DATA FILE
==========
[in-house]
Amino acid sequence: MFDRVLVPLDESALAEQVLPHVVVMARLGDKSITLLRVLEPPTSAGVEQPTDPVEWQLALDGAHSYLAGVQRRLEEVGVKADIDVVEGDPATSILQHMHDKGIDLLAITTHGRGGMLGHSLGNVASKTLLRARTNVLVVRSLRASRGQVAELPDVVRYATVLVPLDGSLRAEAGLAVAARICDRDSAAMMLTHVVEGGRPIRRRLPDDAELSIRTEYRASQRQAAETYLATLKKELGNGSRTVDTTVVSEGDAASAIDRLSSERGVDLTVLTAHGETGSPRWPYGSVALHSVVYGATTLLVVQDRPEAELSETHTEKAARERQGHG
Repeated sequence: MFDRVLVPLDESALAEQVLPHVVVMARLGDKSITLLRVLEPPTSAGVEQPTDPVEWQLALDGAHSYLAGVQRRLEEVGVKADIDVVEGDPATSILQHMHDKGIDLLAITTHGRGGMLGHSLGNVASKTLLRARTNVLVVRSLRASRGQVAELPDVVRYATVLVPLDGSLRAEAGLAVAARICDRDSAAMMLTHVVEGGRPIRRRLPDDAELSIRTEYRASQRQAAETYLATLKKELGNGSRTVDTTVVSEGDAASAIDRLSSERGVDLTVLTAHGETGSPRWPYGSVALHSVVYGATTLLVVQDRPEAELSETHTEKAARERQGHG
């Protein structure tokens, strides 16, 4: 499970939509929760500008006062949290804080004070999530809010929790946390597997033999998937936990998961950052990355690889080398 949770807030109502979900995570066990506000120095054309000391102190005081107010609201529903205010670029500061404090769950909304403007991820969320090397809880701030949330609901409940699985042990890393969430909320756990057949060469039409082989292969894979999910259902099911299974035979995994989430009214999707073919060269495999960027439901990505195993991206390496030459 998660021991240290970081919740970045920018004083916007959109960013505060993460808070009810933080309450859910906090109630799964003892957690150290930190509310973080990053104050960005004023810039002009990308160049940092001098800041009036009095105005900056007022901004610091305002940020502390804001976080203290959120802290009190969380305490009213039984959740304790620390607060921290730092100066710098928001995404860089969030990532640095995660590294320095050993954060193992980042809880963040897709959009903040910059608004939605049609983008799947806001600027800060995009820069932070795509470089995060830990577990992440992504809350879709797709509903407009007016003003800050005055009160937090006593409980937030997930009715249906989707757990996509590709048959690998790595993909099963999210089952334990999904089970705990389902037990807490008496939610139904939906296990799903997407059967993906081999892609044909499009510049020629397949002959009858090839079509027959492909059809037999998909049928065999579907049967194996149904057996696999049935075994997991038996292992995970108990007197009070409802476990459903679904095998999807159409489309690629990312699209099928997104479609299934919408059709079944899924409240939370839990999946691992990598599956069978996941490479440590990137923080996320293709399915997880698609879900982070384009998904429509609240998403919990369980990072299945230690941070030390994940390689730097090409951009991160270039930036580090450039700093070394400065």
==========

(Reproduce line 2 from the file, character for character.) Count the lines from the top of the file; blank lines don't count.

Amino acid sequence: MFDRVLVPLDESALAEQVLPHVVVMARLGDKSITLLRVLEPPTSAGVEQPTDPVEWQLALDGAHSYLAGVQRRLEEVGVKADIDVVEGDPATSILQHMHDKGIDLLAITTHGRGGMLGHSLGNVASKTLLRARTNVLVVRSLRASRGQVAELPDVVRYATVLVPLDGSLRAEAGLAVAARICDRDSAAMMLTHVVEGGRPIRRRLPDDAELSIRTEYRASQRQAAETYLATLKKELGNGSRTVDTTVVSEGDAASAIDRLSSERGVDLTVLTAHGETGSPRWPYGSVALHSVVYGATTLLVVQDRPEAELSETHTEKAARERQGHG